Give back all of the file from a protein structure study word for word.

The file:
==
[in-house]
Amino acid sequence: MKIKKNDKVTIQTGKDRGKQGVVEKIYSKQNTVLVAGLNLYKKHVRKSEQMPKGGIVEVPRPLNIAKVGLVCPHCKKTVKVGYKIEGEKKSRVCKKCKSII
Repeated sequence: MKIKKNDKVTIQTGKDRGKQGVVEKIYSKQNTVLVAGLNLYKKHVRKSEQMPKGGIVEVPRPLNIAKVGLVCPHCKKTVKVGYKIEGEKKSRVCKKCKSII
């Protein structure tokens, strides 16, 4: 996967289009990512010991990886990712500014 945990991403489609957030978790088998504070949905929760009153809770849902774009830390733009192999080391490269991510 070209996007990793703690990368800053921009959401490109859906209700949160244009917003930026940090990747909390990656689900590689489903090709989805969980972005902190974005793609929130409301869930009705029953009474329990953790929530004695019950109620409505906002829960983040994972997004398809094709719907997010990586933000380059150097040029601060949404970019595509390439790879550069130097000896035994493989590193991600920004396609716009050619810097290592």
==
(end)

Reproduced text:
[in-house]
Amino acid sequence: MKIKKNDKVTIQTGKDRGKQGVVEKIYSKQNTVLVAGLNLYKKHVRKSEQMPKGGIVEVPRPLNIAKVGLVCPHCKKTVKVGYKIEGEKKSRVCKKCKSII
Repeated sequence: MKIKKNDKVTIQTGKDRGKQGVVEKIYSKQNTVLVAGLNLYKKHVRKSEQMPKGGIVEVPRPLNIAKVGLVCPHCKKTVKVGYKIEGEKKSRVCKKCKSII
């Protein structure tokens, strides 16, 4: 996967289009990512010991990886990712500014 945990991403489609957030978790088998504070949905929760009153809770849902774009830390733009192999080391490269991510 070209996007990793703690990368800053921009959401490109859906209700949160244009917003930026940090990747909390990656689900590689489903090709989805969980972005902190974005793609929130409301869930009705029953009474329990953790929530004695019950109620409505906002829960983040994972997004398809094709719907997010990586933000380059150097040029601060949404970019595509390439790879550069130097000896035994493989590193991600920004396609716009050619810097290592």